In summary, while producing his research on Brazilian political thought, Wanderley Guilherme was not enchanted by the instrumental authoritarian agenda he had discovered, but was concerned with breaking the dilemma between oligarchic liberal order and progressive authoritarianism in which the political history of Brazil seemed to be imprisoned, distinguishing between political liberalism and economic liberalism to condemn the authoritarian State without condemning the interventionist State, which was indispensable to reduce the immense social liabilities of the country[xxxv].

In the context of the detension of the military regime, Wanderley warned of the danger of replacing the nationalist authoritarianism and intervention of the military by the atomistic and oligarchic liberalism that a portion of the opposition to the regime dreamed of – which, according to him, had an “udenoid” mentality, being true “Conservative wolves transfigured into progressive lambs”[xxxiv]. Future democratic institutions should not be designed either according to the liberal doctrinal model or the instrumental authoritarian model (at that point, he said, disappeared due to exhaustion).

It was imperative that a liberal democratic state emerge from the dictatorship that was not minimal; a State sufficiently robust to devise public policies capable of raising the population's standard of living “to higher levels of collective well-being” (Santos, 1978b, p. 80). In the final paragraph of “Paradigm and History” he returned to the subject: “The main contemporary political question consists of designing institutions capable of restoring to the members of the community the civil and political rights that are already part of the patrimony of civilization, without, however, allowing that predatory privatism, under the propaganda of libertarian humanism, appropriates social decision-making mechanisms” (Santos, 1998, p. 56).

Now, this was not, of course, an instrumental authoritarian position; was a social-democratic position: “The conversion of an authoritarian system into a stable democratic regime depends on the existence of a strong democratic socialist party, capable of competing on the right against parties that, in the name of human freedoms, wish to make survive as long as possible. a socially and economically unjust order possible, and capable of competing on the left against the parties that, in the name of social justice, consider the question of democracy a question of fools or madmen. Socialist and democratic parties tend to become the political center of history” (Santos, 1978b, p. 16-17). It is not just the interpretation of Brazilian political thought, resulting from the research, that seems to be up to date; the ideological program underlying it, as well.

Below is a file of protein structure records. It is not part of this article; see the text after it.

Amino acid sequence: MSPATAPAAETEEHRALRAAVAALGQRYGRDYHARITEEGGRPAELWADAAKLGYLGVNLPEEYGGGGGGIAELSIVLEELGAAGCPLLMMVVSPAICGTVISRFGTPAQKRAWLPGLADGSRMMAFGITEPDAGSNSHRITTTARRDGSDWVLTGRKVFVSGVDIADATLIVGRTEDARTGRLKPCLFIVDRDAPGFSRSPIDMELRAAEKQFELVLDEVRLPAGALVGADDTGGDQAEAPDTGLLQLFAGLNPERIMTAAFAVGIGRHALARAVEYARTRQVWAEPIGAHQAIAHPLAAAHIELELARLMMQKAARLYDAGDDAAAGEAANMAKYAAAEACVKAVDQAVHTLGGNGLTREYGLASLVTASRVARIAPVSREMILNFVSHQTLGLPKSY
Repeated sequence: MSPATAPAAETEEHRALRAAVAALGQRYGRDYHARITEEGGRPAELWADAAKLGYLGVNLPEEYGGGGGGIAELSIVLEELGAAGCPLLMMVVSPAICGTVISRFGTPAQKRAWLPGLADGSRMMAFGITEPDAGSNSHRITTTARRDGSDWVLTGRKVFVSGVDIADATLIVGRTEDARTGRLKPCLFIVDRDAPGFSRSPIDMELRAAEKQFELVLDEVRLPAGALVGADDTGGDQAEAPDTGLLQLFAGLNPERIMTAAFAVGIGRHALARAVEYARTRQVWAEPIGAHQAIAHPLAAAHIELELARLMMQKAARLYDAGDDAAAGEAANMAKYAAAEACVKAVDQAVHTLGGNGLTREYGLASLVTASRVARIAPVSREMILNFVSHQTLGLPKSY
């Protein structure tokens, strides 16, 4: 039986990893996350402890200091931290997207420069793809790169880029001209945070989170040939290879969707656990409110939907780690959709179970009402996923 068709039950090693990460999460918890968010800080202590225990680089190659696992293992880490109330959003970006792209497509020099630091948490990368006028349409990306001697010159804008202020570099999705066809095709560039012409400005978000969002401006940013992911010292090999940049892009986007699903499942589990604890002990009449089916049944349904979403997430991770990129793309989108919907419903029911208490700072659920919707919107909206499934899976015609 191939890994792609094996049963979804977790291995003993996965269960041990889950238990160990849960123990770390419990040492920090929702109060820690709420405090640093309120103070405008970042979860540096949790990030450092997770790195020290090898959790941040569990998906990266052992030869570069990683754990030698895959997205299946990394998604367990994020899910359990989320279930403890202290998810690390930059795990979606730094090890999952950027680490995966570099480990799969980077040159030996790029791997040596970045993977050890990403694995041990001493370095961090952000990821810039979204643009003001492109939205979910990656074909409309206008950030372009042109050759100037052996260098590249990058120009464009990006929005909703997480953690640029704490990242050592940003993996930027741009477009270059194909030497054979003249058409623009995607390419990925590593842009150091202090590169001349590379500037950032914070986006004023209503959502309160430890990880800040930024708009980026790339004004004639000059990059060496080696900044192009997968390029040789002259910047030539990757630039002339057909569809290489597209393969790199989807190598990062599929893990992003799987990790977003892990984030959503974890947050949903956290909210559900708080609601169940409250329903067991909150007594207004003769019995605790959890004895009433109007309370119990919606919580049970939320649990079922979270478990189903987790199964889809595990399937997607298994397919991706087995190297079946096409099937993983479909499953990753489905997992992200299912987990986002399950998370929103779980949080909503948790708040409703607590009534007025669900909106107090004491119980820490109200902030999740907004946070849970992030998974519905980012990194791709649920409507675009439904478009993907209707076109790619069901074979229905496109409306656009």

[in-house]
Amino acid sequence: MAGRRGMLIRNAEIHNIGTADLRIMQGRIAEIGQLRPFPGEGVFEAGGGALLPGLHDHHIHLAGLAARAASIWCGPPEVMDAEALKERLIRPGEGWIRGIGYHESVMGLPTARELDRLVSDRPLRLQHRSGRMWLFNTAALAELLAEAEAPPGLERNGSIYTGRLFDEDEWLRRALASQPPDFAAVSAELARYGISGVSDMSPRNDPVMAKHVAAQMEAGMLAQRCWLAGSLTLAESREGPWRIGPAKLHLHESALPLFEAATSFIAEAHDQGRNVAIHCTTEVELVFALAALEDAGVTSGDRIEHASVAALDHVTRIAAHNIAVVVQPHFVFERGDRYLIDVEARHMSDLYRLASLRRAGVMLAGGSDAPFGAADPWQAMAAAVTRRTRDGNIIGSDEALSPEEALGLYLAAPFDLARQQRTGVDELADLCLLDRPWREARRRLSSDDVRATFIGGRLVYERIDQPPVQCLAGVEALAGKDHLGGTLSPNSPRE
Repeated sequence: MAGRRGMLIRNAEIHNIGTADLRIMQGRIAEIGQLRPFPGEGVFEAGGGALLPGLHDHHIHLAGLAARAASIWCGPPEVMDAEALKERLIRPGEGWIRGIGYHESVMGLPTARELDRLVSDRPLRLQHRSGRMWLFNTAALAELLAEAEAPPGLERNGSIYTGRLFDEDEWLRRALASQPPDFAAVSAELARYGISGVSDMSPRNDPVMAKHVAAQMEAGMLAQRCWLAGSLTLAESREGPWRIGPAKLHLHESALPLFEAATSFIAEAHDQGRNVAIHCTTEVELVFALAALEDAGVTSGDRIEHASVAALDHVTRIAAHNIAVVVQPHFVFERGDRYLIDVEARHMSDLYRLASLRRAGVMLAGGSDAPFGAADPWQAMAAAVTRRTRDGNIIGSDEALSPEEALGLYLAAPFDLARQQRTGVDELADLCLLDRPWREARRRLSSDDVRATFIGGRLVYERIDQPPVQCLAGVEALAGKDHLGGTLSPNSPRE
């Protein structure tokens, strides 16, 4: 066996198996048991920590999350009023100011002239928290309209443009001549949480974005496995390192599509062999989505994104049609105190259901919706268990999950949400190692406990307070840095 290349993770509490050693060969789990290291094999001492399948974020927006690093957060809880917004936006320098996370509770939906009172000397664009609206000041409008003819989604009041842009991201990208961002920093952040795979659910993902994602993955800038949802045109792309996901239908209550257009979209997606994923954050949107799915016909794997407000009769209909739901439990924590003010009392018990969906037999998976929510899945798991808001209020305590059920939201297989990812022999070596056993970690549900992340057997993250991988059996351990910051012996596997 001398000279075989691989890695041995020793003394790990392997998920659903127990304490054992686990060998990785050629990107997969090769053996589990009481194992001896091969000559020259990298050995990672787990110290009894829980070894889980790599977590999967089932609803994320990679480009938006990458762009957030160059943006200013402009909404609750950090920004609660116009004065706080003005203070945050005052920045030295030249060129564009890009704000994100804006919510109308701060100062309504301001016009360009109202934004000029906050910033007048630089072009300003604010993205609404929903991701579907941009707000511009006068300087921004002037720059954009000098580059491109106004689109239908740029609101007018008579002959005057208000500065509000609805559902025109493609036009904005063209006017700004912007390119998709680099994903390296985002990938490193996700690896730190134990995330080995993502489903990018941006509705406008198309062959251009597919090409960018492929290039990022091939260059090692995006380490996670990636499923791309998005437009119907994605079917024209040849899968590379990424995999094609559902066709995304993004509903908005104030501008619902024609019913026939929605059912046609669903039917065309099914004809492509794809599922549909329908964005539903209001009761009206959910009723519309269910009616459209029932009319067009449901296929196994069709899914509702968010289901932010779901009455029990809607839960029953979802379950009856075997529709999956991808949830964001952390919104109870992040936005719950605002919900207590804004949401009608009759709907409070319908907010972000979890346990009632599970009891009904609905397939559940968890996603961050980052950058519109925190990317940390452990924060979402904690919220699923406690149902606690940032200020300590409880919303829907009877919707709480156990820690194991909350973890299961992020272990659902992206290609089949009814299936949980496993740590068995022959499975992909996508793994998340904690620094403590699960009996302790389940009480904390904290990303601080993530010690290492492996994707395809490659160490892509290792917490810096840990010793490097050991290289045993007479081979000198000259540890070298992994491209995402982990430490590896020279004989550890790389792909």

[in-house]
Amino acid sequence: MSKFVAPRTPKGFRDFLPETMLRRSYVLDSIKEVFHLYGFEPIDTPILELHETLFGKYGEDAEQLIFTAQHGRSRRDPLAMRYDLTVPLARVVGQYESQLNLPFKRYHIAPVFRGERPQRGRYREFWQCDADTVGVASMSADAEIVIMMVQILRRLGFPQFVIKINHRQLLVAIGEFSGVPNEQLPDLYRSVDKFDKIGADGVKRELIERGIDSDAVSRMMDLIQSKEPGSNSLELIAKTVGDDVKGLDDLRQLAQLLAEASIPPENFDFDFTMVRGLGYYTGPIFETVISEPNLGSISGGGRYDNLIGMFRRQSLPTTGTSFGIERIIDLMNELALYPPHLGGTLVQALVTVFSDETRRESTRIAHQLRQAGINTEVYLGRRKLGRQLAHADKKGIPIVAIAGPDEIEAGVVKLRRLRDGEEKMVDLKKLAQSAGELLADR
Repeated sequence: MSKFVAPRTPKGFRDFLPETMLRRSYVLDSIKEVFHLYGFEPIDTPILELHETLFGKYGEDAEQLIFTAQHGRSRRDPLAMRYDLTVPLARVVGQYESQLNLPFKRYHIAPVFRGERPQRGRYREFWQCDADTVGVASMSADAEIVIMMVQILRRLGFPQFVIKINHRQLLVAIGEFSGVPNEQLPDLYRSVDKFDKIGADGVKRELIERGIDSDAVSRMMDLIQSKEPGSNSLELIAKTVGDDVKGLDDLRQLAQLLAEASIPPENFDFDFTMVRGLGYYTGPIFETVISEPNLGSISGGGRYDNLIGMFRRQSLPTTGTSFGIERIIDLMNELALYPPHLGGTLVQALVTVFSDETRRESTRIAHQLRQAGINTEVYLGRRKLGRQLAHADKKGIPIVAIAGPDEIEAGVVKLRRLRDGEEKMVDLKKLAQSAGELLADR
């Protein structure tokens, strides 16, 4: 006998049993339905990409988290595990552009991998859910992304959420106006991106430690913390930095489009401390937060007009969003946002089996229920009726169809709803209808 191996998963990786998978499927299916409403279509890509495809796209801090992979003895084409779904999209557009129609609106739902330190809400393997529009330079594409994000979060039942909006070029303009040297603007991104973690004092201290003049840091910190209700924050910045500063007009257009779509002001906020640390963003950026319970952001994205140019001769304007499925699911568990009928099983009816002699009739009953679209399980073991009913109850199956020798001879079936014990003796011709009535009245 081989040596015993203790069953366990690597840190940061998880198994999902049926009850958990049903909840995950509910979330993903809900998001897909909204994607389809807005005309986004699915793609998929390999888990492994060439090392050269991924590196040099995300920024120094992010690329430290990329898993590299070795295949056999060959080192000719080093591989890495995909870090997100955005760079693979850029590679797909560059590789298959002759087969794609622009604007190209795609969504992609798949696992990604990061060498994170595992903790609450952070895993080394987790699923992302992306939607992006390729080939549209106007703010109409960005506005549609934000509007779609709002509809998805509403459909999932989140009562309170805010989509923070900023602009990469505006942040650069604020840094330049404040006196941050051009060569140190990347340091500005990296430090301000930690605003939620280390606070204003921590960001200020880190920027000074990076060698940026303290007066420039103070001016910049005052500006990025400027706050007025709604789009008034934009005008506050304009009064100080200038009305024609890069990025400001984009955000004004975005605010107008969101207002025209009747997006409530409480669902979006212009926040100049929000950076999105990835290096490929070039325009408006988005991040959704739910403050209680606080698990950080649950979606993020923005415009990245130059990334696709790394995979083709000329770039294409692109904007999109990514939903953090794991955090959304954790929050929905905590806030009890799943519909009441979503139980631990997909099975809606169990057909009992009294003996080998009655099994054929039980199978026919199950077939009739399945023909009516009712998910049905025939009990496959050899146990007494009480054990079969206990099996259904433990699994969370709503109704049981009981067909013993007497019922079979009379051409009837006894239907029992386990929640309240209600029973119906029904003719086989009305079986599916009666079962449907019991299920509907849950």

*Christian Edward Cyril Lynch He is a researcher at the Casa de Rui Barbosa Foundation and professor of Political Science at the Institute of Social and Political Studies at the State University of Rio de Janeiro (IESP-UERJ).

Originally published as an introduction to Wanderley Guilherme dos Santos' book, The Brazilian political imagination: five essays in intellectual history, edited by Christian Edward Cyril Lynch (Revan, 2017).


CAMARGO, Aspásia de Alcântara (1967). “The political theory of Azevedo Amaral”. Data, 2/3, 1967, pp.194-224.

MILLS, Wright C (1965). The Sociological Imagination. Translation by Waltensir Dutra. Rio de Janeiro: Zahar Editores (https://amzn.to/47F31wz).

MOREIRA, Marcelo Sevaybricker (2008). The critical dialogue with the polyarchic theory in the political thought of Wanderley Guilherme dos Santos. Dissertation in Political Science. Belo Horizonte: UFMG.

RAMOS, Alberto Guerrero. (1962). The Crisis of Power in Brazil. Rio de Janeiro: Jorge Zahar.

______________ (1995). Critical Introduction to Brazilian Sociology. Rio de Janeiro: UFRJ (https://amzn.to/3QPF6oj).

SANTOS, Wanderley Guilherme dos (1965). “Preliminaries of a methodological controversy”. Brazilian Civilization Magazine, 5/6: 53-81.

______________ (1967). “The Brazilian political-social imagination”. Data – Journal of Social Sciences, 2/3: 182-193.  

______________ (1970), “Roots of the Brazilian political imagination”. Data – Journal of Social Sciences, 7: 137-161.

______________ (1978a). Bourgeois order and political liberalism. Sao Paulo: Two Cities.

______________ (1978b). Power and Politics: chronicle of Brazilian authoritarianism. Rio de Janeiro: University Forensics.

______________ (1988). Paradoxes of Liberalism: theory and history. Sao Paulo: Vertex.

______________(1993). Memorial presented by Wanderley Guilherme to the Department of Social Sciences of the IFCS of UFRJ for the Competition for Full Professor of Political Science.